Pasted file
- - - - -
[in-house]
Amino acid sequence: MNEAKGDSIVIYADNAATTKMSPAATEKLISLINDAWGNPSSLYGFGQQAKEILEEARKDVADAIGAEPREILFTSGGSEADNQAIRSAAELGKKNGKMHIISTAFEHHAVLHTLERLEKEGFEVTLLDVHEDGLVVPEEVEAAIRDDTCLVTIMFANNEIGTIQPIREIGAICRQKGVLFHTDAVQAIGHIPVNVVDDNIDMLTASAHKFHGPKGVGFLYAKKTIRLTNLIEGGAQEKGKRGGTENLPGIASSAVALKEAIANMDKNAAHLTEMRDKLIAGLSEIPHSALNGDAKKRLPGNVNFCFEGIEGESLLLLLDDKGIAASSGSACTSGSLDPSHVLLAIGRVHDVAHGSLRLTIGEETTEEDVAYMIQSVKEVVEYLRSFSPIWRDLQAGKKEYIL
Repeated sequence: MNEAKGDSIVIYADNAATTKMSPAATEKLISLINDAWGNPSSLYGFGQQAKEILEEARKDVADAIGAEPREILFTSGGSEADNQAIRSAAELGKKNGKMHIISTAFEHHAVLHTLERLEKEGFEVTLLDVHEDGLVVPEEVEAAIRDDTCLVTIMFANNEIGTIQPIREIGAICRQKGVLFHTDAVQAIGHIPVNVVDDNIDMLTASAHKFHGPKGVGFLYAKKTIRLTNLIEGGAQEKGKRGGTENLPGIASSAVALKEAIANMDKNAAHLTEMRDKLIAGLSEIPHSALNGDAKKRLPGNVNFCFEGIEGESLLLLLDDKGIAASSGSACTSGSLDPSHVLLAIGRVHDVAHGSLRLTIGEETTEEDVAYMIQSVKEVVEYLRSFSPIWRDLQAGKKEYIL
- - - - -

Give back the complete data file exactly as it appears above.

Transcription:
[in-house]
Amino acid sequence: MNEAKGDSIVIYADNAATTKMSPAATEKLISLINDAWGNPSSLYGFGQQAKEILEEARKDVADAIGAEPREILFTSGGSEADNQAIRSAAELGKKNGKMHIISTAFEHHAVLHTLERLEKEGFEVTLLDVHEDGLVVPEEVEAAIRDDTCLVTIMFANNEIGTIQPIREIGAICRQKGVLFHTDAVQAIGHIPVNVVDDNIDMLTASAHKFHGPKGVGFLYAKKTIRLTNLIEGGAQEKGKRGGTENLPGIASSAVALKEAIANMDKNAAHLTEMRDKLIAGLSEIPHSALNGDAKKRLPGNVNFCFEGIEGESLLLLLDDKGIAASSGSACTSGSLDPSHVLLAIGRVHDVAHGSLRLTIGEETTEEDVAYMIQSVKEVVEYLRSFSPIWRDLQAGKKEYIL
Repeated sequence: MNEAKGDSIVIYADNAATTKMSPAATEKLISLINDAWGNPSSLYGFGQQAKEILEEARKDVADAIGAEPREILFTSGGSEADNQAIRSAAELGKKNGKMHIISTAFEHHAVLHTLERLEKEGFEVTLLDVHEDGLVVPEEVEAAIRDDTCLVTIMFANNEIGTIQPIREIGAICRQKGVLFHTDAVQAIGHIPVNVVDDNIDMLTASAHKFHGPKGVGFLYAKKTIRLTNLIEGGAQEKGKRGGTENLPGIASSAVALKEAIANMDKNAAHLTEMRDKLIAGLSEIPHSALNGDAKKRLPGNVNFCFEGIEGESLLLLLDDKGIAASSGSACTSGSLDPSHVLLAIGRVHDVAHGSLRLTIGEETTEEDVAYMIQSVKEVVEYLRSFSPIWRDLQAGKKEYIL